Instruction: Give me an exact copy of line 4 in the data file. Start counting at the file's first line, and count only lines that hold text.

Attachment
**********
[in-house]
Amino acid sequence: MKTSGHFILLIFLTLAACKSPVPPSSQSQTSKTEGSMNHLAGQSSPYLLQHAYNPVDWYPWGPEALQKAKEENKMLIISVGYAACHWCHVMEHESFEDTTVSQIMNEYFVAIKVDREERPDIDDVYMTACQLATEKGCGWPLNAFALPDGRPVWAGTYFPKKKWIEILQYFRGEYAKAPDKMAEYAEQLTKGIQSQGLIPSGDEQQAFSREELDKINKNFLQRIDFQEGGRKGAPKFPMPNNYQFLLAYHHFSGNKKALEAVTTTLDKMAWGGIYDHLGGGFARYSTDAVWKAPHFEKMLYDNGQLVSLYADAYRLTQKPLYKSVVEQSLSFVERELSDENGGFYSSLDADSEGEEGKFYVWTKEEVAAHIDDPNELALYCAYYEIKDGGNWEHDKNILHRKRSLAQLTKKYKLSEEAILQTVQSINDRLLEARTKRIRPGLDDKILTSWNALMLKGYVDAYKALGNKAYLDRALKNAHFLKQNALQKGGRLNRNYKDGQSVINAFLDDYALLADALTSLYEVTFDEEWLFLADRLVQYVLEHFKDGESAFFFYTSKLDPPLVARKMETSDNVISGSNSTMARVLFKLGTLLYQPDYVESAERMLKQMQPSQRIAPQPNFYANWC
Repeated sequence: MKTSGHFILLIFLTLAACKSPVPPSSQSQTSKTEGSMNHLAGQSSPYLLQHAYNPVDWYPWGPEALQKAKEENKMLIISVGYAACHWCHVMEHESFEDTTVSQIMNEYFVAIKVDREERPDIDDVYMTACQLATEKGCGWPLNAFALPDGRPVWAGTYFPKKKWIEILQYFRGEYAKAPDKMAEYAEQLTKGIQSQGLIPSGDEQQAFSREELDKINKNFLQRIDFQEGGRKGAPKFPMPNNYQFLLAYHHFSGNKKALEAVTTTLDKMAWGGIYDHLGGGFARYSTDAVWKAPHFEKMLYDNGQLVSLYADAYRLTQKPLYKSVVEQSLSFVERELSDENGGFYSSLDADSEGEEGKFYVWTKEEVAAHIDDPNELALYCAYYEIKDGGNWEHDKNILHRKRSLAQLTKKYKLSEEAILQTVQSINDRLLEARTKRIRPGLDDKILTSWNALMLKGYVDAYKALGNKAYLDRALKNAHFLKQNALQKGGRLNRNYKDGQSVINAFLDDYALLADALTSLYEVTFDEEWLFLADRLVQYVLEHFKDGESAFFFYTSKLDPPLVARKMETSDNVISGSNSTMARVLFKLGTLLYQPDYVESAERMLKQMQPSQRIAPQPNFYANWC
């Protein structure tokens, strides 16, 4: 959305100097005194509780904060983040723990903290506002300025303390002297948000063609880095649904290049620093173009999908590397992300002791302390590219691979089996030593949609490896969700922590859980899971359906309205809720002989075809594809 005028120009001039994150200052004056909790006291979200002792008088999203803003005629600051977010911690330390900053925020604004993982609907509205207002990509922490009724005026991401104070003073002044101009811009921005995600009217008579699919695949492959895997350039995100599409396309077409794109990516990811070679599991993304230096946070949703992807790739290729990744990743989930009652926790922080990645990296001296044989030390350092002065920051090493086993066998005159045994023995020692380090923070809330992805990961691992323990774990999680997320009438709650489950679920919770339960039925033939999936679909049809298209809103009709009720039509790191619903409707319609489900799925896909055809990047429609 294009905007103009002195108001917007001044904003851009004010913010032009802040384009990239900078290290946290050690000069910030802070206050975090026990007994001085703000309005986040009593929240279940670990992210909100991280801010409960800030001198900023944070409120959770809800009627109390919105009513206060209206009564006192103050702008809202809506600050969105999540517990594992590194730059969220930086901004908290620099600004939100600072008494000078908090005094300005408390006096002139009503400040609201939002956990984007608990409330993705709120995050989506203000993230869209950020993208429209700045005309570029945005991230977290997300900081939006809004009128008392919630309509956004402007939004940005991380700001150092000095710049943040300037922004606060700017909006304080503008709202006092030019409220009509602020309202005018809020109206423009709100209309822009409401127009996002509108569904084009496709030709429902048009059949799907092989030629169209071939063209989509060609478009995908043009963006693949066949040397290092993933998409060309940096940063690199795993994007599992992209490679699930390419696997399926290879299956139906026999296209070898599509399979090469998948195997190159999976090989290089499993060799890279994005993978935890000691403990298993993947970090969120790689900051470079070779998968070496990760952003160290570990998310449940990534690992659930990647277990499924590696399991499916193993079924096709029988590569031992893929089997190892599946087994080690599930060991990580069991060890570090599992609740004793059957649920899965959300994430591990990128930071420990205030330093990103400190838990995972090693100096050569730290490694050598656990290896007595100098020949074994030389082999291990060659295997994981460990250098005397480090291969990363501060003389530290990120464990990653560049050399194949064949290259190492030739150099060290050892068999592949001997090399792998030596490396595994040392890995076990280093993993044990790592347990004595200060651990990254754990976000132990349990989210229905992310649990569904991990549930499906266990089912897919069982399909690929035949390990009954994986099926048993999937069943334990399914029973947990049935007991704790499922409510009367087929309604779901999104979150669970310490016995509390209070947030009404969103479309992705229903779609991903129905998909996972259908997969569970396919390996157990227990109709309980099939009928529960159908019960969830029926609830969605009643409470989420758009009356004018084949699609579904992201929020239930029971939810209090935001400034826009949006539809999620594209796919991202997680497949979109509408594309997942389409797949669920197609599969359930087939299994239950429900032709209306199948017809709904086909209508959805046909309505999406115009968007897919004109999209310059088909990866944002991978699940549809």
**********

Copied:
């Protein structure tokens, strides 16, 4: 959305100097005194509780904060983040723990903290506002300025303390002297948000063609880095649904290049620093173009999908590397992300002791302390590219691979089996030593949609490896969700922590859980899971359906309205809720002989075809594809 005028120009001039994150200052004056909790006291979200002792008088999203803003005629600051977010911690330390900053925020604004993982609907509205207002990509922490009724005026991401104070003073002044101009811009921005995600009217008579699919695949492959895997350039995100599409396309077409794109990516990811070679599991993304230096946070949703992807790739290729990744990743989930009652926790922080990645990296001296044989030390350092002065920051090493086993066998005159045994023995020692380090923070809330992805990961691992323990774990999680997320009438709650489950679920919770339960039925033939999936679909049809298209809103009709009720039509790191619903409707319609489900799925896909055809990047429609 294009905007103009002195108001917007001044904003851009004010913010032009802040384009990239900078290290946290050690000069910030802070206050975090026990007994001085703000309005986040009593929240279940670990992210909100991280801010409960800030001198900023944070409120959770809800009627109390919105009513206060209206009564006192103050702008809202809506600050969105999540517990594992590194730059969220930086901004908290620099600004939100600072008494000078908090005094300005408390006096002139009503400040609201939002956990984007608990409330993705709120995050989506203000993230869209950020993208429209700045005309570029945005991230977290997300900081939006809004009128008392919630309509956004402007939004940005991380700001150092000095710049943040300037922004606060700017909006304080503008709202006092030019409220009509602020309202005018809020109206423009709100209309822009409401127009996002509108569904084009496709030709429902048009059949799907092989030629169209071939063209989509060609478009995908043009963006693949066949040397290092993933998409060309940096940063690199795993994007599992992209490679699930390419696997399926290879299956139906026999296209070898599509399979090469998948195997190159999976090989290089499993060799890279994005993978935890000691403990298993993947970090969120790689900051470079070779998968070496990760952003160290570990998310449940990534690992659930990647277990499924590696399991499916193993079924096709029988590569031992893929089997190892599946087994080690599930060991990580069991060890570090599992609740004793059957649920899965959300994430591990990128930071420990205030330093990103400190838990995972090693100096050569730290490694050598656990290896007595100098020949074994030389082999291990060659295997994981460990250098005397480090291969990363501060003389530290990120464990990653560049050399194949064949290259190492030739150099060290050892068999592949001997090399792998030596490396595994040392890995076990280093993993044990790592347990004595200060651990990254754990976000132990349990989210229905992310649990569904991990549930499906266990089912897919069982399909690929035949390990009954994986099926048993999937069943334990399914029973947990049935007991704790499922409510009367087929309604779901999104979150669970310490016995509390209070947030009404969103479309992705229903779609991903129905998909996972259908997969569970396919390996157990227990109709309980099939009928529960159908019960969830029926609830969605009643409470989420758009009356004018084949699609579904992201929020239930029971939810209090935001400034826009949006539809999620594209796919991202997680497949979109509408594309997942389409797949669920197609599969359930087939299994239950429900032709209306199948017809709904086909209508959805046909309505999406115009968007897919004109999209310059088909990866944002991978699940549809």